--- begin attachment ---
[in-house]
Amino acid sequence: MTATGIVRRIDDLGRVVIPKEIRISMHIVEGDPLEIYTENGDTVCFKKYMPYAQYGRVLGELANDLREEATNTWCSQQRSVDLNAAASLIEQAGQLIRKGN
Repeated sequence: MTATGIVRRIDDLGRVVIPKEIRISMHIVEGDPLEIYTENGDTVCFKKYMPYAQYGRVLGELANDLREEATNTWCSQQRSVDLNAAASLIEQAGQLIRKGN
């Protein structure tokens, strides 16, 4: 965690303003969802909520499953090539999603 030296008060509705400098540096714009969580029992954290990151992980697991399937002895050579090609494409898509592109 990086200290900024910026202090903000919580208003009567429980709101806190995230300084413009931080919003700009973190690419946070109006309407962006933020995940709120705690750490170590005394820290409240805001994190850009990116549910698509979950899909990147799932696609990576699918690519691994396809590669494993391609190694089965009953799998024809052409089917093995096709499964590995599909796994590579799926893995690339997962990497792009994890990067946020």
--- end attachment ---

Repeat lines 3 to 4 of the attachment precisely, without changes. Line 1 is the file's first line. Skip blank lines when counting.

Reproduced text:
Repeated sequence: MTATGIVRRIDDLGRVVIPKEIRISMHIVEGDPLEIYTENGDTVCFKKYMPYAQYGRVLGELANDLREEATNTWCSQQRSVDLNAAASLIEQAGQLIRKGN
């Protein structure tokens, strides 16, 4: 965690303003969802909520499953090539999603 030296008060509705400098540096714009969580029992954290990151992980697991399937002895050579090609494409898509592109 990086200290900024910026202090903000919580208003009567429980709101806190995230300084413009931080919003700009973190690419946070109006309407962006933020995940709120705690750490170590005394820290409240805001994190850009990116549910698509979950899909990147799932696609990576699918690519691994396809590669494993391609190694089965009953799998024809052409089917093995096709499964590995599909796994590579799926893995690339997962990497792009994890990067946020």